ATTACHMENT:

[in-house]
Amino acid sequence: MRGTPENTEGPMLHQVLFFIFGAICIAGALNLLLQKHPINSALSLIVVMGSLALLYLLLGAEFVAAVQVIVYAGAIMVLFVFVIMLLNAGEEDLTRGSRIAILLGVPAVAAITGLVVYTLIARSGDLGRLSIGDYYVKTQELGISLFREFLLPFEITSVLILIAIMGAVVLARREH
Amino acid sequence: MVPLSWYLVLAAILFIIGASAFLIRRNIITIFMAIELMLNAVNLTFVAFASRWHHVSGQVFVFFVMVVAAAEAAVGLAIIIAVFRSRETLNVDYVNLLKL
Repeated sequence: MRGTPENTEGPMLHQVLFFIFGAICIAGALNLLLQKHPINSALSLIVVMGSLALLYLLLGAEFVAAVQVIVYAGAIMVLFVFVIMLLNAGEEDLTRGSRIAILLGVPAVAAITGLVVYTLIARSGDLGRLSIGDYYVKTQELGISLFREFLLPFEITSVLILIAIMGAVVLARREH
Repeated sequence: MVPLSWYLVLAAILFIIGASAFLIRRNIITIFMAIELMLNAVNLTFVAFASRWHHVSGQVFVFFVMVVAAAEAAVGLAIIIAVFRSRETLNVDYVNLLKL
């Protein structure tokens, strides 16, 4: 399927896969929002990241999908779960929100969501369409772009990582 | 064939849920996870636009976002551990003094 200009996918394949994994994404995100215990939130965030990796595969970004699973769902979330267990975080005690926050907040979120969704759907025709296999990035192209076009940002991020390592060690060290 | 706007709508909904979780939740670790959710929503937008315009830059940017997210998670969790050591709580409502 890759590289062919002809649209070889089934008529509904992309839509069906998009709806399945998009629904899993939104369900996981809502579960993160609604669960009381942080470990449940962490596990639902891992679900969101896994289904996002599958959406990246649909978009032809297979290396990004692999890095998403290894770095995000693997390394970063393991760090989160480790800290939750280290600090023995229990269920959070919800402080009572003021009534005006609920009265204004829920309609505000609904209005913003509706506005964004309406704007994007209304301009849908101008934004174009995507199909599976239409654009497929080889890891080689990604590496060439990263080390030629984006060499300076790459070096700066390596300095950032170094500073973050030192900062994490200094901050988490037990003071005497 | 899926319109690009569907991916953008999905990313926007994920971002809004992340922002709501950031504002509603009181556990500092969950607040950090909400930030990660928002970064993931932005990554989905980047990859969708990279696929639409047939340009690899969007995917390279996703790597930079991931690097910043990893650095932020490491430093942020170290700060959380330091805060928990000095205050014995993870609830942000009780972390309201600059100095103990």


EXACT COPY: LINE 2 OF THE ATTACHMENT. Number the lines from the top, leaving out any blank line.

Amino acid sequence: MRGTPENTEGPMLHQVLFFIFGAICIAGALNLLLQKHPINSALSLIVVMGSLALLYLLLGAEFVAAVQVIVYAGAIMVLFVFVIMLLNAGEEDLTRGSRIAILLGVPAVAAITGLVVYTLIARSGDLGRLSIGDYYVKTQELGISLFREFLLPFEITSVLILIAIMGAVVLARREH